#iwillWeek BlogTuesday 22nd November 2016
“I am proud of the empowerment that youth work in its many forms provides and the way it lifts young people to see more of the world around them…”
Taking place this week (21st – 26th November), The Boys’ Brigade, along with many other organisations is marking the #iwill week. #iwill is a campaign to raise awareness of youth social action. Andrew Low, 23, is a member of The Boys’ Brigade Scotland Committee for the Glasgow/Dunbartonshire area and former member of 182nd Glasgow. He blogs on what youth social action really means to him and how much young people can gain from the experience.
Upon reflection, The Boys’ Brigade has probably made much more of an impact on my life than I realise. I appreciate the experiences I can tell of today – summer camps, a host of Queen’s Badge activities and volunteering in Uganda – and notice the outward skills that I have developed over the years – football, bagpipes and expedition knowledge – but it is the subtle skills that I have gained that have given me the most benefit in progressing through education and my career, forming relationships and finding and taking a wealth of opportunities that otherwise might not have occurred.
I have family and friends who have been through all four uniformed youth organisations and I see the confidence it gives them, the enhanced ability to communicate and work as a team and the values of loyalty, hard-work and selflessness that are instilled.
I am also privileged to have seen first-hand the benefit of STEM ambassadors, particularly working with young people who don’t excel at or enjoy academic subjects or come from less-privileged backgrounds that gain a new enthusiasm and appreciation for education.
A new experience for me, as a member of the BB Scotland Committee, is exposure to working in collaboration with non-uniformed youth organisations and the advocacy channels that are being created for the young people of this country. When I think about all of this, I am proud of the empowerment that youth work in its many forms provides and the way it lifts young people to see more of the world around them and make the most of the opportunities – and challenges – that come with living as a young person in the 21st century.
Recently I lead activities at a Science Festival for primary school-aged children. This was an opportunity that presented itself to me through my job with Rolls-Royce, a job which I was offered partly because I was able to tell of and demonstrate the skills and experiences I gained through the BB. At the festival my colleagues and I were able to use Hooke’s Law to explain catapults. Anyone who has studied Physics know that Hooke’s Law is boring – you stretch a spring with a force and measure its displacement, “woop woop!” But getting the pupils outdoors to fire water balloons at a target demonstrated the concept in a new way and sparked an interest in how the ideas they learn about in school apply to everyday life and inspired a sense of curiosity that they would carry into everything they do.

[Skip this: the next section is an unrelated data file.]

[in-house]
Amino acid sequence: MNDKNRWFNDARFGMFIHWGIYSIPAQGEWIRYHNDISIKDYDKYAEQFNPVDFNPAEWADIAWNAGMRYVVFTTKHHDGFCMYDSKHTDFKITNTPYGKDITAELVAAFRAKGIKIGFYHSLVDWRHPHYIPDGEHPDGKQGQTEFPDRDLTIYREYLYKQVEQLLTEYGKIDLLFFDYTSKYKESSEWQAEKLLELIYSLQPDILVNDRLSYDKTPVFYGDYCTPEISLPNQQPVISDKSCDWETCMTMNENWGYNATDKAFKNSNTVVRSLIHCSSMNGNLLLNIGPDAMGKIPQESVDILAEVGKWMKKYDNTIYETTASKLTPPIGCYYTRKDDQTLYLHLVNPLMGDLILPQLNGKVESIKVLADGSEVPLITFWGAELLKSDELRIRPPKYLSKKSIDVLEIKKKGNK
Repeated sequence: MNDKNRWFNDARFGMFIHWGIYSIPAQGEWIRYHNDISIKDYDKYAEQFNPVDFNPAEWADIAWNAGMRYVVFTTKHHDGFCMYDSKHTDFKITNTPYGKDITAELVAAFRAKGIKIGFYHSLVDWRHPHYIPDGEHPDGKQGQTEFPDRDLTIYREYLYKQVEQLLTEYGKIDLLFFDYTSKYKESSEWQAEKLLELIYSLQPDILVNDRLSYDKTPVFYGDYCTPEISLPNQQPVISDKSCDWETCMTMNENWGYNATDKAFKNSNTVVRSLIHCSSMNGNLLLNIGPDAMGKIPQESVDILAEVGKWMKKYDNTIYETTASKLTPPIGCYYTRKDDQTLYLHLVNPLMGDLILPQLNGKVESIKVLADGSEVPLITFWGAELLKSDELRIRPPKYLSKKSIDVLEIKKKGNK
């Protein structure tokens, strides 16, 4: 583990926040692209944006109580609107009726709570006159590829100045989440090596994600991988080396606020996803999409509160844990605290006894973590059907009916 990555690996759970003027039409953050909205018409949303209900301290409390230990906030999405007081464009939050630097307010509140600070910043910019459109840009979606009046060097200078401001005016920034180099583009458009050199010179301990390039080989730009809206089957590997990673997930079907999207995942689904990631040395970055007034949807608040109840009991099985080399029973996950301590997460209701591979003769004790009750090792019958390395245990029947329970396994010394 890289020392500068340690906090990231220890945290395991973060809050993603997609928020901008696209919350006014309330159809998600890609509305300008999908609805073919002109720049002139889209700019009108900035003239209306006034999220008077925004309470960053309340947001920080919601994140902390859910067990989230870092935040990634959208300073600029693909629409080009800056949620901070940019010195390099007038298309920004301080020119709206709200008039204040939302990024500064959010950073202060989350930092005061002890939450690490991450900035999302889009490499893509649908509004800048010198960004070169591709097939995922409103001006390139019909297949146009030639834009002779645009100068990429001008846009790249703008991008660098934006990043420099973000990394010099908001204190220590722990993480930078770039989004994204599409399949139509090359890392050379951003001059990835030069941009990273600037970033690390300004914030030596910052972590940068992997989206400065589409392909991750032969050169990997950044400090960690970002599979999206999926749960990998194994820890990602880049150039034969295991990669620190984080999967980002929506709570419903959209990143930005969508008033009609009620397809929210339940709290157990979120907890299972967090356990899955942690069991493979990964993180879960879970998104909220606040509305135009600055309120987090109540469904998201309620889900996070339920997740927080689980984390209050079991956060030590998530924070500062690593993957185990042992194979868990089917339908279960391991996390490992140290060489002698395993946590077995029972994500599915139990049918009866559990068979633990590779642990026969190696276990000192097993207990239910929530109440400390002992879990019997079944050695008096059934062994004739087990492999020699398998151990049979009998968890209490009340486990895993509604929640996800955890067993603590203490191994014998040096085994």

The Queen’s Badge Award is the highest and most prestigious award in the BB for a reason. Both as a boy, witnessing my own experiences and those of my friends, and as an officer, witnessing the current Queensmen develop and excel, I know how inspiring it can be to see the results of your efforts. I know how inspiring it can be to find skills you never knew you had and how much of a difference you can make to your own life and to the lives of those around you.
I believe these experiences capture the essence of what youth social action is about and what I am most proud of as a BB officer and as a STEM ambassador. The vast majority of my contact with youth work as a young person was through the BB, but it motivated me to continue as an officer and get involved in other avenues that can empower change in the lives of young people who can gain so much from it. As I began this blog, it is only upon reflection that I realise, beyond my CV, how significant a part of the person I am today is owed to the BB and youth work in general. I’d encourage you to reflect on what it has done for you, what you have seen it do for others and remind you of our aim to encourage young people to push boundaries and excel beyond what they think their capability is limited to.